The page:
How to write a jump scare

How to write a jump scare

Some people cringe at the idea of jump scares. They have often been overused and are seen as a cheap way to frighten people. But, they keep appearing in just about every form of entertainment, so they must be appealing to someone. What is it that makes a good jump scare?

A jump scare is a short sequence of events that leads to startling the reader. First you alert the reader that something is wrong. Next, something harmless happens, making the reader think the danger is over. Finally, as the reader is lulled into a false sense of security, something shocking happens that causes them to jump.

The result of using a jump scare on your reader is that they will pay attention to every little detail just in case there is another jump scare about to happen. It is also fun. The startling effect of a jump scare gives the reader a thrill and gets them emotionally involved. By building atmosphere and playing with the tension, you can raise the jump scare to new levels and keep your reader coming back for more.

Building atmosphere

There are two ways to do a jump scare. The first is to have something scary happen that is completely unexpected. The second is to fake out the reader so they drop their guard, and then you scare them. Either way a good jump scare requires the right atmosphere, an atmosphere of danger and anticipation.

Usually, you’ll start by introducing something dangerous. This puts the reader on alert and they begin to anticipate that something bad is about to happen. There are many ways to do this. You can describe a curse that kills people horribly, or talk about a madman who butchered his family. You can also do it in a subtle way; for example, you could describe a cold dark night, which isn’t necessarily scary in itself, but is likely to make people think that you’re about to describe something scary.

The point is to create an air of anticipation. The reader knows that something is going to happen, but they don’t necessarily know when or how it will happen. They start trying to guess when the dangerous thing is going to happen and this makes them tense. This is the classic fight or flight response we have when we feel we are in danger. The reader is getting ready to react. Getting the reader into this state is the purpose of building atmosphere.

Create a false sense of security

If you scare your reader immediately after alerting them about the danger, it may be effective to some degree, but it generally won’t make them jump. To do a proper jump scare, you have to make the reader feel like the danger has passed. For example, after letting them know of the possibility that there is a murderer in the house, you then have a cat jump out. This makes the reader think that the noise coming from the basement was just the cat and there is nothing to worry about now.

Creating a false jump scare like this causes the reader to drop their guard. It’s a necessary step because now is the best possible time to hit them with a jump scare. By letting them know that there is danger and then making them think it has passed, they feel safe but will still assume that anything unexpected is more danger. For example, after the cat jumps out, the reader lets out a sigh of relief, but if you describe a door creaking, the reader will think it is the murderer once more.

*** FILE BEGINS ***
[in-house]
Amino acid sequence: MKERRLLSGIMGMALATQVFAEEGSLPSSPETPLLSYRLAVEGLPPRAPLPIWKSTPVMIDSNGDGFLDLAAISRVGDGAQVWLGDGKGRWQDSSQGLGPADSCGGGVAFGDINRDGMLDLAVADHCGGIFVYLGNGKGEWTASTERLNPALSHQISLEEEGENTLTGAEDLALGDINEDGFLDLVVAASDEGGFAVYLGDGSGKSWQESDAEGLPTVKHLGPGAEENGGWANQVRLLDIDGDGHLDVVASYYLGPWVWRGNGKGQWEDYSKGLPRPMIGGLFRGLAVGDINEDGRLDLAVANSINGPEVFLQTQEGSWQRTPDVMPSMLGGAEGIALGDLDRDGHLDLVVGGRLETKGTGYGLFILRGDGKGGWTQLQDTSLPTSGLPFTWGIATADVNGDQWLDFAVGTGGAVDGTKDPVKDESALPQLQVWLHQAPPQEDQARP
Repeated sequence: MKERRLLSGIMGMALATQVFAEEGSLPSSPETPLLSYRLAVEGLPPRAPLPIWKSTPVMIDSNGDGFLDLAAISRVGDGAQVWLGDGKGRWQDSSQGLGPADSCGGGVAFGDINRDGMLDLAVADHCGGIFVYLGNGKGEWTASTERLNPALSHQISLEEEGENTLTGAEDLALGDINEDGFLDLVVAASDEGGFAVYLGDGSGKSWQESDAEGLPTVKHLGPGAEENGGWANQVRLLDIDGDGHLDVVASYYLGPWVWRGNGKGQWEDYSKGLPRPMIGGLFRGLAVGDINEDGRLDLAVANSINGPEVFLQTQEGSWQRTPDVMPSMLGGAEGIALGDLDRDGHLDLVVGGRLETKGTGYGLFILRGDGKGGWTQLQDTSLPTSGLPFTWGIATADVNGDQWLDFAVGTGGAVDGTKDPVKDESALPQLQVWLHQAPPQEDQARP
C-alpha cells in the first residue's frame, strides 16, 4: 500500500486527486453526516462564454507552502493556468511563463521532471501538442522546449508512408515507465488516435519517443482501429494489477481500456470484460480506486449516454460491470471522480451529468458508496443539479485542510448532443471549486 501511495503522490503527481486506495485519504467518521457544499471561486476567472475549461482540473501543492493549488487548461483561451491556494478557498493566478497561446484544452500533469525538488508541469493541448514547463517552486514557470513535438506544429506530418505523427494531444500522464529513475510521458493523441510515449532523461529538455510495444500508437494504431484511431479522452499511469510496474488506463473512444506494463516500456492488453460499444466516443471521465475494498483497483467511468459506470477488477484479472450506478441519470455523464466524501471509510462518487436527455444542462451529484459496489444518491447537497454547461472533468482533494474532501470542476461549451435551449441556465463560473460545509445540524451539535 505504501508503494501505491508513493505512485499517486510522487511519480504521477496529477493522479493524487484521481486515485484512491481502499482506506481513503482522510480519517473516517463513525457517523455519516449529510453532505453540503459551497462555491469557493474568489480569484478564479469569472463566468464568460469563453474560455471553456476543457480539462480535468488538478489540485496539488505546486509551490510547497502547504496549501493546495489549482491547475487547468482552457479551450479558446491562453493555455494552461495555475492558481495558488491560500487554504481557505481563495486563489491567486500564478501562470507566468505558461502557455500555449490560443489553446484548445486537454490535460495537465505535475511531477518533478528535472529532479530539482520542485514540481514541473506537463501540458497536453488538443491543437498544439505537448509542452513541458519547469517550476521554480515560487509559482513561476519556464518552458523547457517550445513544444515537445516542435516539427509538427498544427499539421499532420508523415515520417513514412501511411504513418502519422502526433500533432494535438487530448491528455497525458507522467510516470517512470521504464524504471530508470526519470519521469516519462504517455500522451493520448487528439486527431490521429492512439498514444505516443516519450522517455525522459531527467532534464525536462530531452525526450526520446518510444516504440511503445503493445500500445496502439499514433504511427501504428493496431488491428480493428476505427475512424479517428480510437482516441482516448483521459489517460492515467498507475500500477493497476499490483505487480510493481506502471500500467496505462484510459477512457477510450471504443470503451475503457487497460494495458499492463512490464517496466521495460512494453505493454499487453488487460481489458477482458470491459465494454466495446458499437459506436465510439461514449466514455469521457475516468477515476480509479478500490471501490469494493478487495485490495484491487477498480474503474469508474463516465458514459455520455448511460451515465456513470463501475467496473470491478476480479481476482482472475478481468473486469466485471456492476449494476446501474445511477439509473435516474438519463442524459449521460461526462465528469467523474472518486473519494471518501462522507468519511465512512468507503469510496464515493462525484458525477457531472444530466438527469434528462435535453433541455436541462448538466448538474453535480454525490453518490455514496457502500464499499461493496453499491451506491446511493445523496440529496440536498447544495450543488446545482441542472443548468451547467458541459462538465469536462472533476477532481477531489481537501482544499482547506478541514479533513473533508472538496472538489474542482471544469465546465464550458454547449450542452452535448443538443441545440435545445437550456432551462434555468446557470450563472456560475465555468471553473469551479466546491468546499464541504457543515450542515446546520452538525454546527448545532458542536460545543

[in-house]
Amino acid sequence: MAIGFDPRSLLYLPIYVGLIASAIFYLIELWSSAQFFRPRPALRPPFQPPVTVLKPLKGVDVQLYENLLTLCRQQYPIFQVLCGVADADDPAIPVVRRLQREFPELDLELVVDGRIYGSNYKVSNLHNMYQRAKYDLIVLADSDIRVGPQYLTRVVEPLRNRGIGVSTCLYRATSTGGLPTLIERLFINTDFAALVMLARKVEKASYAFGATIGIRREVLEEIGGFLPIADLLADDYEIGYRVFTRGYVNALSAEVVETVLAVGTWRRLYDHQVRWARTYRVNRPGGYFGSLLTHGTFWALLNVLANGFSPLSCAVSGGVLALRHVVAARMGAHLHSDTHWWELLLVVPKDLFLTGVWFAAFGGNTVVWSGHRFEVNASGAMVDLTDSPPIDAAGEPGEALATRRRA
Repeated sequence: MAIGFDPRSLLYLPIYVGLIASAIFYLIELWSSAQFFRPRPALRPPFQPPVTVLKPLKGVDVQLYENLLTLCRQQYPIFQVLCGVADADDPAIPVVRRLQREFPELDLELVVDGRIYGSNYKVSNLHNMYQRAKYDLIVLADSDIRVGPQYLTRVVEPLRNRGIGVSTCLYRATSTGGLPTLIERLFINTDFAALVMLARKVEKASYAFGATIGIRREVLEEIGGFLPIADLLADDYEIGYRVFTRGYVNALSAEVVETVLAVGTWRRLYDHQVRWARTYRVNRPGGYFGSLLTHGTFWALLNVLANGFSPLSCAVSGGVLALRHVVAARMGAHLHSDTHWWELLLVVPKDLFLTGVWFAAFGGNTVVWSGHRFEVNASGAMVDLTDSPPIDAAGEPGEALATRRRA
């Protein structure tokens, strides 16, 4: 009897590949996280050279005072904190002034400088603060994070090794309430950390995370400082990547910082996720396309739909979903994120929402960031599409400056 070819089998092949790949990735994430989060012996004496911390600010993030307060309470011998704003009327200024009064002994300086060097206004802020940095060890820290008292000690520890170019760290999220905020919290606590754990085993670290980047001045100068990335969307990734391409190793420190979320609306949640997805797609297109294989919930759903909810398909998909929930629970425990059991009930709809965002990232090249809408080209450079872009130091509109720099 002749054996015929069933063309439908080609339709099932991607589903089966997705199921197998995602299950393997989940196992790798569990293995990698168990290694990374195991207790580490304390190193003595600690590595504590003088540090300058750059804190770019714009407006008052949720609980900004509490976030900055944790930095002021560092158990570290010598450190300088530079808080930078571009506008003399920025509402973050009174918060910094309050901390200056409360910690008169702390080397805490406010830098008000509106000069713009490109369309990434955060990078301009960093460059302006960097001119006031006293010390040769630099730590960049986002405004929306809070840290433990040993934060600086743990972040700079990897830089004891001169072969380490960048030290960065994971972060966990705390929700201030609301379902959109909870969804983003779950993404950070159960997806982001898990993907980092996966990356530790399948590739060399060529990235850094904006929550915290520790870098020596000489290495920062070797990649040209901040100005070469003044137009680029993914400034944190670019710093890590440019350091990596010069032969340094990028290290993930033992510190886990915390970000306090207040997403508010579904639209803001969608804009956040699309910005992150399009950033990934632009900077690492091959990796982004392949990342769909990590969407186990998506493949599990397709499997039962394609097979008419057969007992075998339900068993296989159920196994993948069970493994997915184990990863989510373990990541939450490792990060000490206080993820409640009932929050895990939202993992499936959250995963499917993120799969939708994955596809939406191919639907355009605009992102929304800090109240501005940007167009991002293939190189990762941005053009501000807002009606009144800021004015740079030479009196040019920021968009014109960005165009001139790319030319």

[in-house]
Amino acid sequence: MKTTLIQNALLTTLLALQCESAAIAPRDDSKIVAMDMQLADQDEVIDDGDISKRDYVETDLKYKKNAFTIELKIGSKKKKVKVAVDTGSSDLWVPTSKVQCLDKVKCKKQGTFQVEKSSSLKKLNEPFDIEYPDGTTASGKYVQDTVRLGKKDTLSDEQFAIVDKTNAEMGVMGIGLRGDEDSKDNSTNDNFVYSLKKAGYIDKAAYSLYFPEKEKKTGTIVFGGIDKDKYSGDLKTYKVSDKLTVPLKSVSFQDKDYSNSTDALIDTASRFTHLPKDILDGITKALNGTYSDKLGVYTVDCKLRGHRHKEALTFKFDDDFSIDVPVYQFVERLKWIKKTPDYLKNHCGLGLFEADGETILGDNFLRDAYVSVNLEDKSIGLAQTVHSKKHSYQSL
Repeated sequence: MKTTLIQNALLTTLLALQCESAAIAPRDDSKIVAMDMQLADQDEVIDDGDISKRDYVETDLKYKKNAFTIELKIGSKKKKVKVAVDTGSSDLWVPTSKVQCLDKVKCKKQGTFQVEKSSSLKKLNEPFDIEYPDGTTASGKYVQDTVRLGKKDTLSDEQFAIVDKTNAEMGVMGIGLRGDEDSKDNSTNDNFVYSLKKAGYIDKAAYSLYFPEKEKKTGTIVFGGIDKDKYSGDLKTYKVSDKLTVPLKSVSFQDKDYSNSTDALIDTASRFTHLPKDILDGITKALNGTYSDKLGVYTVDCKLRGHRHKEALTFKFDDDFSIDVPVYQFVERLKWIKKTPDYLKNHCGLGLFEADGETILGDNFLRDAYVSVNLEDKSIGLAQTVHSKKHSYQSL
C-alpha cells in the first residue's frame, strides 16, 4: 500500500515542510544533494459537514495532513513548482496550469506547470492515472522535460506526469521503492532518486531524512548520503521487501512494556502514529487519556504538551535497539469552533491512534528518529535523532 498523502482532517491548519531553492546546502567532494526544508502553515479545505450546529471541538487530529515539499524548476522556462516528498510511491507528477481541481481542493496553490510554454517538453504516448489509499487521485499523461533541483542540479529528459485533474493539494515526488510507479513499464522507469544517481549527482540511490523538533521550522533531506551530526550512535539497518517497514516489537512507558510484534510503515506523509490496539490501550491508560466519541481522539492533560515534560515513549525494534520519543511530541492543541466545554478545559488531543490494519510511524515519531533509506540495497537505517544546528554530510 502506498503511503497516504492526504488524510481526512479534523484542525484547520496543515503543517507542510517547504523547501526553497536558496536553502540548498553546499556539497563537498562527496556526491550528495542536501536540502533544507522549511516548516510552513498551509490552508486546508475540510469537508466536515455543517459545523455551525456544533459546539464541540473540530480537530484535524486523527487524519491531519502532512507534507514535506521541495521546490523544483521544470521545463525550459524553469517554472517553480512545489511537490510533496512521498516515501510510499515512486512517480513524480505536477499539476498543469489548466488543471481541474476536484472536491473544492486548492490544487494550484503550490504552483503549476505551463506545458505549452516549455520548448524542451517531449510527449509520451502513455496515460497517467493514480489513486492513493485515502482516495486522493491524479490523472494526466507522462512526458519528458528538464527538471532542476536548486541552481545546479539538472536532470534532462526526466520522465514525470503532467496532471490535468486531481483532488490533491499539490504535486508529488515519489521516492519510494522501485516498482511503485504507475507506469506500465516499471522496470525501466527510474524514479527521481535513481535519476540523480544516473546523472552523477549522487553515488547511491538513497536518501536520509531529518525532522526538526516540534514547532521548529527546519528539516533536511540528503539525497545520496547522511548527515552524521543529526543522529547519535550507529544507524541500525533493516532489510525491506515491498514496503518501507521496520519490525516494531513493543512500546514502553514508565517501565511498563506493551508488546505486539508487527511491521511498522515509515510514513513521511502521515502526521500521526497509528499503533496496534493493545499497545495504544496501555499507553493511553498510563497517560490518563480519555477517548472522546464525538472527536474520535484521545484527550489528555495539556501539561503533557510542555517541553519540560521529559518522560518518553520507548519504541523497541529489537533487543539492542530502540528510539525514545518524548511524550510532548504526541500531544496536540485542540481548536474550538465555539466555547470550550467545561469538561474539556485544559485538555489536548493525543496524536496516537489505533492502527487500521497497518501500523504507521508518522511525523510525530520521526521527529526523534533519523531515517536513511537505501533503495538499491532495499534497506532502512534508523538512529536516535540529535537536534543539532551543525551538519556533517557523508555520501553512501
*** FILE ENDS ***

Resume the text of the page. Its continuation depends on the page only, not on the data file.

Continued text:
The trick is not to waste the opportunity on something small. Once the reader’s guard has dropped, the next event has to be the jump scare. If you try to build more tension by describing creaky doors or something similar, you will waste your chance to really get under their skin.

Catching them by surprise

Now it’s time for the real jump scare. You have to have something unexpected happen just when the reader relaxes and starts to feel safe. The timing is important. If it’s too soon, the reader won’t understand what’s happening and the jump scare will seem weak and confusing. If you wait too long, the tension will dissipate and the scare won’t make the reader jump. You want to hit them with the scare before they have time to fully understand what’s happening but late enough that the tension reaches a peak in their mind.

The actual jump scare is more of a startling experience than a scare, but if combined with the right atmosphere the reader will be left with a mordid feeling of horror after being startled. If you just leave it at that, the reader may still be left unsatisified because jump scares have been used so often that they have become cliche. In order to make your jump scare satisfying it should tie into the plot somehow.

A good way to use a jump scare is to have the thing that is doing the scaring be important for later events in the story. For example, you may have a jump scare where a vicious dog jumps out and almost kills the protagonist. Later, you may have a scene where the villain is attacked by the same dog, allowing the protagonist to escape. Using jump scares this way makes them satisfying because they drive the story instead of being a lazy way to startle the reader.


So there you have it. The jump scare is a simple matter of slowly building tension and then suddenly breaking it with something shocking, but in the right hands, jump scares are an artform in themselves. If used sparingly, they are a great way to keep your reader in suspense as they wonder what is going to happen next. Think of them like spice; If you use too much it’s overpowering, but used in moderation, they add amazing flavour and make your stories that much more compelling.